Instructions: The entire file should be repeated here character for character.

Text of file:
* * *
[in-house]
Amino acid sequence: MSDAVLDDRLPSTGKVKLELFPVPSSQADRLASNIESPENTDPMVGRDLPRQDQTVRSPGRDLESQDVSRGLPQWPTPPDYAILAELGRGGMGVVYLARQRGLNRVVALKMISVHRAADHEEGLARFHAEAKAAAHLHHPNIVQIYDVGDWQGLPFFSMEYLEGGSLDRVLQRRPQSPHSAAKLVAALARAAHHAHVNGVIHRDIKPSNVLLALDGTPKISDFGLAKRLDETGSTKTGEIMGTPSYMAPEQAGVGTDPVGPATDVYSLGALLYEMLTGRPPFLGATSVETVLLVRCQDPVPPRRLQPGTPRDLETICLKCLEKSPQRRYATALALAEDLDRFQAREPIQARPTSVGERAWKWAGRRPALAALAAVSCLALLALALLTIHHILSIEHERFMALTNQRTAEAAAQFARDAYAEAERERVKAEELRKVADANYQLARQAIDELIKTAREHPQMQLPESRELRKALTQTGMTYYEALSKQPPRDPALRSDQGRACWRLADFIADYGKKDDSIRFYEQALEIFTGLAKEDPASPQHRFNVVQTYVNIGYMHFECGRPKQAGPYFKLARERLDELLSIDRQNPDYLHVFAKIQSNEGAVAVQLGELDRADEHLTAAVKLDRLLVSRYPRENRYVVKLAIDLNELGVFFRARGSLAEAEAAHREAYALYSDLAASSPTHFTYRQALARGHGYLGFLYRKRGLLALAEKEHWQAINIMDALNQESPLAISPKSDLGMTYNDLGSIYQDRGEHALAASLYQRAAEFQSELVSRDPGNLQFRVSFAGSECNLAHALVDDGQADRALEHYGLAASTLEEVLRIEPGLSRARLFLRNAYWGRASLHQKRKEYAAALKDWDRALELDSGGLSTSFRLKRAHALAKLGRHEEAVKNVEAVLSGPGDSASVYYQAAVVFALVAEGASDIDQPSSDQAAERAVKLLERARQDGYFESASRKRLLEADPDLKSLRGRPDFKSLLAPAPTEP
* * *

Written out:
[in-house]
Amino acid sequence: MSDAVLDDRLPSTGKVKLELFPVPSSQADRLASNIESPENTDPMVGRDLPRQDQTVRSPGRDLESQDVSRGLPQWPTPPDYAILAELGRGGMGVVYLARQRGLNRVVALKMISVHRAADHEEGLARFHAEAKAAAHLHHPNIVQIYDVGDWQGLPFFSMEYLEGGSLDRVLQRRPQSPHSAAKLVAALARAAHHAHVNGVIHRDIKPSNVLLALDGTPKISDFGLAKRLDETGSTKTGEIMGTPSYMAPEQAGVGTDPVGPATDVYSLGALLYEMLTGRPPFLGATSVETVLLVRCQDPVPPRRLQPGTPRDLETICLKCLEKSPQRRYATALALAEDLDRFQAREPIQARPTSVGERAWKWAGRRPALAALAAVSCLALLALALLTIHHILSIEHERFMALTNQRTAEAAAQFARDAYAEAERERVKAEELRKVADANYQLARQAIDELIKTAREHPQMQLPESRELRKALTQTGMTYYEALSKQPPRDPALRSDQGRACWRLADFIADYGKKDDSIRFYEQALEIFTGLAKEDPASPQHRFNVVQTYVNIGYMHFECGRPKQAGPYFKLARERLDELLSIDRQNPDYLHVFAKIQSNEGAVAVQLGELDRADEHLTAAVKLDRLLVSRYPRENRYVVKLAIDLNELGVFFRARGSLAEAEAAHREAYALYSDLAASSPTHFTYRQALARGHGYLGFLYRKRGLLALAEKEHWQAINIMDALNQESPLAISPKSDLGMTYNDLGSIYQDRGEHALAASLYQRAAEFQSELVSRDPGNLQFRVSFAGSECNLAHALVDDGQADRALEHYGLAASTLEEVLRIEPGLSRARLFLRNAYWGRASLHQKRKEYAAALKDWDRALELDSGGLSTSFRLKRAHALAKLGRHEEAVKNVEAVLSGPGDSASVYYQAAVVFALVAEGASDIDQPSSDQAAERAVKLLERARQDGYFESASRKRLLEADPDLKSLRGRPDFKSLLAPAPTEP